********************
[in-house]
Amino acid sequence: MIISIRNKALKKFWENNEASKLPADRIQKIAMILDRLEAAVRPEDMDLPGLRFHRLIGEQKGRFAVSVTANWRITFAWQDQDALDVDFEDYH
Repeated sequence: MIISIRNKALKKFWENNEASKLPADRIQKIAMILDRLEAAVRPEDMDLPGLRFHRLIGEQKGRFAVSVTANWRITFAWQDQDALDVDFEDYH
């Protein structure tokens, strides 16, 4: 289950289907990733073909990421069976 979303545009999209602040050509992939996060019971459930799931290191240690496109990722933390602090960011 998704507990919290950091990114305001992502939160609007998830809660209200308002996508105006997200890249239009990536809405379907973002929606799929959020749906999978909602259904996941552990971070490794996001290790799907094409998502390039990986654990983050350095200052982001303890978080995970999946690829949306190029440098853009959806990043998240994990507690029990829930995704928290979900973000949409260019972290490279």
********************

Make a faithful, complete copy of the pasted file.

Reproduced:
[in-house]
Amino acid sequence: MIISIRNKALKKFWENNEASKLPADRIQKIAMILDRLEAAVRPEDMDLPGLRFHRLIGEQKGRFAVSVTANWRITFAWQDQDALDVDFEDYH
Repeated sequence: MIISIRNKALKKFWENNEASKLPADRIQKIAMILDRLEAAVRPEDMDLPGLRFHRLIGEQKGRFAVSVTANWRITFAWQDQDALDVDFEDYH
């Protein structure tokens, strides 16, 4: 289950289907990733073909990421069976 979303545009999209602040050509992939996060019971459930799931290191240690496109990722933390602090960011 998704507990919290950091990114305001992502939160609007998830809660209200308002996508105006997200890249239009990536809405379907973002929606799929959020749906999978909602259904996941552990971070490794996001290790799907094409998502390039990986654990983050350095200052982001303890978080995970999946690829949306190029440098853009959806990043998240994990507690029990829930995704928290979900973000949409260019972290490279």